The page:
Release Date: March 6, 2020
Runtime: 111 mins
Directed by: Peter Berg
Starring: Mark Wahlberg
Considering the current circumstances the world finds itself in, I do not have too many options for movies to review, at least if I want to continue covering new releases, which I do. For the rest of the semester, I am essentially limited to Netflix original movies. I am not saying all Netflix originals are bad; that simply is not true. However, judging from the movies Netflix has put out most recently—the ones I have to review—let me just say I am relieved there are only two weeks left of the semester.
With that said, the movie I will be reviewing today is “Spenser Confidential.” I could say I only watched this because my dad put it on and I happened to be in the room at the same time and so decided to pay part of my attention to it. I feel like that is the kind of audience the people behind “Spenser Confidential” had in mind. You look up from your phone when an action scene starts and quickly get bored after it ends. I did my best to stay off my phone throughout the movie’s runtime, but I think it was not meant to be watched that way. I do not think it would have fared well in a theater setting. It is far from the worst movie I have ever seen, but I imagine I will remember almost nothing about it when I wake up in the morning. If I had to sum this movie up in one word, it would be bland.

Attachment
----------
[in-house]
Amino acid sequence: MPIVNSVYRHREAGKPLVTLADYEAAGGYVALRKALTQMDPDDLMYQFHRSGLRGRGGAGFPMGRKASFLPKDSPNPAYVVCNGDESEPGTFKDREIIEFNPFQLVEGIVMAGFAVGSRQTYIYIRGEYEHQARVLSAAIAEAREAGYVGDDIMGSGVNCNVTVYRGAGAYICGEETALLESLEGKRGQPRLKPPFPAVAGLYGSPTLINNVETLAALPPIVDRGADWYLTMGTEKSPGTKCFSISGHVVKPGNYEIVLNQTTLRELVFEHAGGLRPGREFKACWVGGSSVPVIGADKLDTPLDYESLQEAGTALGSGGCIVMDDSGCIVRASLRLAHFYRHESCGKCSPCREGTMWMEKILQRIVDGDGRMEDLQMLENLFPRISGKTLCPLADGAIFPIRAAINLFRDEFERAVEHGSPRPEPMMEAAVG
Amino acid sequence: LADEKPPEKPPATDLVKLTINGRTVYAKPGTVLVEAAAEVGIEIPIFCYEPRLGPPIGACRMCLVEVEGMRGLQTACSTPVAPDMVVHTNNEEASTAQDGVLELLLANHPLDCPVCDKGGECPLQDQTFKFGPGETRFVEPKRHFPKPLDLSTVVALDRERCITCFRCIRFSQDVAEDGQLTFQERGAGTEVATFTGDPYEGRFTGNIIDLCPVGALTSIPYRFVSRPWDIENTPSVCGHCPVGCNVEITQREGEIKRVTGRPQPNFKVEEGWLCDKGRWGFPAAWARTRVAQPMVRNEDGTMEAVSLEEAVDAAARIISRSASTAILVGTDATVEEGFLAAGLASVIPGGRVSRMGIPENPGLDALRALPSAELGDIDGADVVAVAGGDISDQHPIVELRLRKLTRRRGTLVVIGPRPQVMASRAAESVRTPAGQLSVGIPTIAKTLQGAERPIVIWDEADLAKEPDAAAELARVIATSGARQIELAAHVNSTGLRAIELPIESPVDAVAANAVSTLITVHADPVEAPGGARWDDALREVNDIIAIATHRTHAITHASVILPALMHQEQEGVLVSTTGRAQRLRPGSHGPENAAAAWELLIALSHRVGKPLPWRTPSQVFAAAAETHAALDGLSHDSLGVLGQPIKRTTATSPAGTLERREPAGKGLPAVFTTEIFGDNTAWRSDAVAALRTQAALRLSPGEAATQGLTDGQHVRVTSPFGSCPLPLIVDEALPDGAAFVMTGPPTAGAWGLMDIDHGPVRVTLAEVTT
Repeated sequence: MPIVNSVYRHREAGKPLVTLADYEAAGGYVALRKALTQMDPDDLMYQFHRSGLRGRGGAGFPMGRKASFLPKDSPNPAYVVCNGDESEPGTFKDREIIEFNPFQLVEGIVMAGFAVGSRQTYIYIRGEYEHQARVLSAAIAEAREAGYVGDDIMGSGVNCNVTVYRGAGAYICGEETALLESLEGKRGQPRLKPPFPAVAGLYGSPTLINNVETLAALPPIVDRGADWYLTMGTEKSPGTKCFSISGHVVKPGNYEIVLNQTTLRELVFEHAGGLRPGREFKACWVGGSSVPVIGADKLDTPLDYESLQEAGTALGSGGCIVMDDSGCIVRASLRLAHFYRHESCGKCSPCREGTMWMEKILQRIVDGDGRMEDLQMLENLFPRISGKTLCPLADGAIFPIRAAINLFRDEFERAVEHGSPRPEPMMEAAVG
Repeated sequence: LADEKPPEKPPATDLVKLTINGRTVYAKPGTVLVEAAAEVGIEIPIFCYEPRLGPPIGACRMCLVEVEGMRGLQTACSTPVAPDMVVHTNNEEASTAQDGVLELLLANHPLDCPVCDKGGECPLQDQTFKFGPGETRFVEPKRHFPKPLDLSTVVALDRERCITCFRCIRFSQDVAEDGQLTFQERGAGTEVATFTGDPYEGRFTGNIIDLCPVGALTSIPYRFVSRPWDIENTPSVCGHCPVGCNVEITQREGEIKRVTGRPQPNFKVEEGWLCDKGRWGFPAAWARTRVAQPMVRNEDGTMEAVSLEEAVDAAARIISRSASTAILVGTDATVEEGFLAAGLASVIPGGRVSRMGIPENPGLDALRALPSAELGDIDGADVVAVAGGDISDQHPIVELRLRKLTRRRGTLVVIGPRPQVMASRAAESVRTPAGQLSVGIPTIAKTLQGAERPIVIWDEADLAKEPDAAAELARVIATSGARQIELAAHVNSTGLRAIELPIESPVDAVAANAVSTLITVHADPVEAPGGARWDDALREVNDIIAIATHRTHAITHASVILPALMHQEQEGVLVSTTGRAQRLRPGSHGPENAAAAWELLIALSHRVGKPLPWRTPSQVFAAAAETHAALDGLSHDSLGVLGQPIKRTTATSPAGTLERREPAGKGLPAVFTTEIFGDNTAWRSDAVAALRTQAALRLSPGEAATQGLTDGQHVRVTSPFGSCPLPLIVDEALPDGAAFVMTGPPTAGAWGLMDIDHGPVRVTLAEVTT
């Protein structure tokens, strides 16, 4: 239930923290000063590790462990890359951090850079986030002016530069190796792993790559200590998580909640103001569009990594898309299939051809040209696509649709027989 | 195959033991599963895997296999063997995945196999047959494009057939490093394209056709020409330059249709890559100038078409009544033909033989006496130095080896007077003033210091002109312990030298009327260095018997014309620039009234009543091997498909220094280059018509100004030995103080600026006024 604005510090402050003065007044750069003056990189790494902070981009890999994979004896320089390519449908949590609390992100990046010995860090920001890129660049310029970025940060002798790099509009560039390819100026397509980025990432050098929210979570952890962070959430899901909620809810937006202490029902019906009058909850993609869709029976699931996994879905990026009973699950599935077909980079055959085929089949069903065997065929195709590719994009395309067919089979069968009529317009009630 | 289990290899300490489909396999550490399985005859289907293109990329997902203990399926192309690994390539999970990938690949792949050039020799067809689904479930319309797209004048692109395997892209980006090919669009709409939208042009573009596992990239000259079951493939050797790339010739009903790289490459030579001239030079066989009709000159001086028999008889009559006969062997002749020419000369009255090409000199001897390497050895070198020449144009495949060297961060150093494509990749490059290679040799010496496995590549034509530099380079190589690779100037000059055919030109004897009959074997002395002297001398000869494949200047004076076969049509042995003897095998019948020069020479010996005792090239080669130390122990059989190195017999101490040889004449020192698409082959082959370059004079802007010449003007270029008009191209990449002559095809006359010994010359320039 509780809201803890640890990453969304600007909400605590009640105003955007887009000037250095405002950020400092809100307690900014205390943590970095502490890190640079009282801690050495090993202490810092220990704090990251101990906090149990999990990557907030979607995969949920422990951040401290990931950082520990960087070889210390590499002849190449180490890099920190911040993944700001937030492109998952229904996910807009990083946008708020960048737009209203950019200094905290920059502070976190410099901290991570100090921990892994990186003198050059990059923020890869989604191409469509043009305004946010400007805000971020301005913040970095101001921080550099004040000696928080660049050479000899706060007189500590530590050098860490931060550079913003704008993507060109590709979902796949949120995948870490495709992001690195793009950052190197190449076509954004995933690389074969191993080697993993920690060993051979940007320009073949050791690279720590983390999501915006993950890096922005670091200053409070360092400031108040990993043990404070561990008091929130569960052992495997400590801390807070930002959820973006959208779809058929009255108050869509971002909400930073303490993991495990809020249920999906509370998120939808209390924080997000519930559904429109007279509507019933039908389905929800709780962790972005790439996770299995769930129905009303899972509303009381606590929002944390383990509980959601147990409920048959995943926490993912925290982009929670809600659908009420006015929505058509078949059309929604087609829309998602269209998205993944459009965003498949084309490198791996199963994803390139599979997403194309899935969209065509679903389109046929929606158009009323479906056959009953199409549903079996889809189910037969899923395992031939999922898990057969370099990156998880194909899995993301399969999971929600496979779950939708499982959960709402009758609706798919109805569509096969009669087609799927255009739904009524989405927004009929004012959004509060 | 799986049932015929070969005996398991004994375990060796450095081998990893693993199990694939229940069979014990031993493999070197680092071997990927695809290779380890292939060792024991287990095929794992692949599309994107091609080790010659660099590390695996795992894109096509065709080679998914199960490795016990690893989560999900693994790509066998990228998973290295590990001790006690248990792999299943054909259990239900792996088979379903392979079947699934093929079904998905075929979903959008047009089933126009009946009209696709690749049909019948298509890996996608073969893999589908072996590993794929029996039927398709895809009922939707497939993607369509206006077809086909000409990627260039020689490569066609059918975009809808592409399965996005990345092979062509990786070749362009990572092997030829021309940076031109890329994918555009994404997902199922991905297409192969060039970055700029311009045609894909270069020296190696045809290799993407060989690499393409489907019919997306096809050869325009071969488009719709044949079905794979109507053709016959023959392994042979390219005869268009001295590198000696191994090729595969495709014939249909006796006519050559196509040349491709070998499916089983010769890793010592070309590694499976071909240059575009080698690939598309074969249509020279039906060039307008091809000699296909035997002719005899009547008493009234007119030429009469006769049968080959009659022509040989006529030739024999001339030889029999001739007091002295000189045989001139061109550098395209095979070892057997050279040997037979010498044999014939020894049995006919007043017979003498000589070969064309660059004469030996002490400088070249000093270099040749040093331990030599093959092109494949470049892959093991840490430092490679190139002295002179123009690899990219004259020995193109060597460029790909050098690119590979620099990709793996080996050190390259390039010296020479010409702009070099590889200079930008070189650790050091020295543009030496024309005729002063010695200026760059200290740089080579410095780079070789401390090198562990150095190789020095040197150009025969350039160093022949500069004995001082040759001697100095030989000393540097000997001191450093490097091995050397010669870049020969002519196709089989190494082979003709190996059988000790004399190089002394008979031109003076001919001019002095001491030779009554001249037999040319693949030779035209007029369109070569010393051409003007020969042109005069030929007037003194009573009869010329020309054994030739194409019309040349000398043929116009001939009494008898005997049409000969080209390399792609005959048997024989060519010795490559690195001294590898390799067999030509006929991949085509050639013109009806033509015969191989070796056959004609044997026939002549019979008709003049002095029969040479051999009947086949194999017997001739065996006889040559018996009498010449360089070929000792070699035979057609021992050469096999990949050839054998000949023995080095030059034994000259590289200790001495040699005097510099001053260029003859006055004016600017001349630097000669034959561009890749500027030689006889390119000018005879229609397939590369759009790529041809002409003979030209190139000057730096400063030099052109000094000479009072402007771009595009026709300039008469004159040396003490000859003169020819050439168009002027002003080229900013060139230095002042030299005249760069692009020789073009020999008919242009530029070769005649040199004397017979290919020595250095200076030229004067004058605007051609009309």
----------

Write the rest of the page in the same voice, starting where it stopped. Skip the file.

The cast is bland. Mark Wahlberg is not a great actor, in my opinion. The only great performance I have seen from him was in “Boogie Nights,” but I have also heard he was good in “The Departed,” though I have not seen it yet. Judging from the high caliber directors behind those two movies, I would guess he does better when given good direction. He is not as laughably bad here as he was in “The Happening,” but he comes pretty close in spots. It certainly does not help that his character in “Spenser Confidential” is simply a slight variation on the generic “cop with a secret heart of gold who does not play by the rules but gets results anyway” trope. Alan Arkin seems to just play himself or at least the exact same character he has played over and over for the last decade. Winston Duke is fine. Bokeem Woodbine is fine. Iliza Shlesinger is hamming it up way too hard. No characters really stand out. Post Malone is also in this movie for less than five minutes, and it is pretty distracting.
The story is bland. It entails little more than one good ex-cop fighting against a police department entangled in corruption. I did not care about anything that was going on. The dialogue was often lazy and the plot overly convoluted. Things happened and I would wonder why they happened and would often just end up more confused. The movie could have been 20 minutes shorter and nothing would have changed whatsoever. The forced sequel baiting certainly could have been cut. It probably would even be a little better. The directing was also pretty sub-par.
For a modern, formulaic action movie, I can say the cinematography and editing are above average. By that I mean I was able to see what was going on, and it did not look overly dark and incomprehensible. Some of the action was kind of fun, too.
You can safely skip “Spenser Confidential.” Hopefully next week I will be able to find something more interesting to talk about.